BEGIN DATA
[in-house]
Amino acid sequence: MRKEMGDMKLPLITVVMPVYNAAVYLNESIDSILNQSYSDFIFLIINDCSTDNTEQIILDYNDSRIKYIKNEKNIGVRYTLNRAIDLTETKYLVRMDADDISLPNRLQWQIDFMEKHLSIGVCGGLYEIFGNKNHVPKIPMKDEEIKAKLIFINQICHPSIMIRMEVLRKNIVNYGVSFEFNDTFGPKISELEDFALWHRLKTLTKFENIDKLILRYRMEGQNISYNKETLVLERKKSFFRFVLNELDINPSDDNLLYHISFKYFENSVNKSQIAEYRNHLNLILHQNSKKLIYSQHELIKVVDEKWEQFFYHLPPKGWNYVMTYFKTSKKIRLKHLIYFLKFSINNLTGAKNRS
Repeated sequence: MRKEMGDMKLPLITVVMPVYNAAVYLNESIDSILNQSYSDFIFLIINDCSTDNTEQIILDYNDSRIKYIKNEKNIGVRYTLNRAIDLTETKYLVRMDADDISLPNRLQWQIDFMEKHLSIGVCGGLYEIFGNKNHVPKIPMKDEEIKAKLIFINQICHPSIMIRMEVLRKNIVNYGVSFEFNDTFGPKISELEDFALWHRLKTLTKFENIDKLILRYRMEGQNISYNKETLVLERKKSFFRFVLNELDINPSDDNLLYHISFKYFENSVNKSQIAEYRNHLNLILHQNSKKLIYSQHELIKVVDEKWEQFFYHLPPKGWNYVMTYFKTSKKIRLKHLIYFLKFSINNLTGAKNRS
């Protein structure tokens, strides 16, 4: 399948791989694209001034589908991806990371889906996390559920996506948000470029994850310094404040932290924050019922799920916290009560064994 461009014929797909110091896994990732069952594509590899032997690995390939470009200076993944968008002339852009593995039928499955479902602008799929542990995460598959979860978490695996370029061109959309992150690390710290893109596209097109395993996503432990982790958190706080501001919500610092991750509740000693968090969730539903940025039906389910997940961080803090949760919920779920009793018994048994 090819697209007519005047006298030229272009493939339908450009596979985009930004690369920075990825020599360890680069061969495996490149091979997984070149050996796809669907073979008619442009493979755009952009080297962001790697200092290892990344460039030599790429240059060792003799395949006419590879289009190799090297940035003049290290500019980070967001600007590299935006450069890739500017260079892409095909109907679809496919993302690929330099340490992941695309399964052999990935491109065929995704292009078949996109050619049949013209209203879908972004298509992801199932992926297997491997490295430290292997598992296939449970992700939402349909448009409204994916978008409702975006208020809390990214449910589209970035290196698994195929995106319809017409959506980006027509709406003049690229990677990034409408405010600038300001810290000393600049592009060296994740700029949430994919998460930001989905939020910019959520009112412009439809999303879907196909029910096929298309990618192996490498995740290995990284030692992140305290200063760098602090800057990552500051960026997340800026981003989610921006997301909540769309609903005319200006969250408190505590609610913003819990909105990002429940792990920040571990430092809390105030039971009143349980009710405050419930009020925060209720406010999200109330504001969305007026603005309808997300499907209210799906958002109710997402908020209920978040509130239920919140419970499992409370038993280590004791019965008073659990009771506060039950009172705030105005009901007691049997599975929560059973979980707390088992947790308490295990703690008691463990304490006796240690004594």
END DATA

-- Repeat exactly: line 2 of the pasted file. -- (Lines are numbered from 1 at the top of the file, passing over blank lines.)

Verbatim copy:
Amino acid sequence: MRKEMGDMKLPLITVVMPVYNAAVYLNESIDSILNQSYSDFIFLIINDCSTDNTEQIILDYNDSRIKYIKNEKNIGVRYTLNRAIDLTETKYLVRMDADDISLPNRLQWQIDFMEKHLSIGVCGGLYEIFGNKNHVPKIPMKDEEIKAKLIFINQICHPSIMIRMEVLRKNIVNYGVSFEFNDTFGPKISELEDFALWHRLKTLTKFENIDKLILRYRMEGQNISYNKETLVLERKKSFFRFVLNELDINPSDDNLLYHISFKYFENSVNKSQIAEYRNHLNLILHQNSKKLIYSQHELIKVVDEKWEQFFYHLPPKGWNYVMTYFKTSKKIRLKHLIYFLKFSINNLTGAKNRS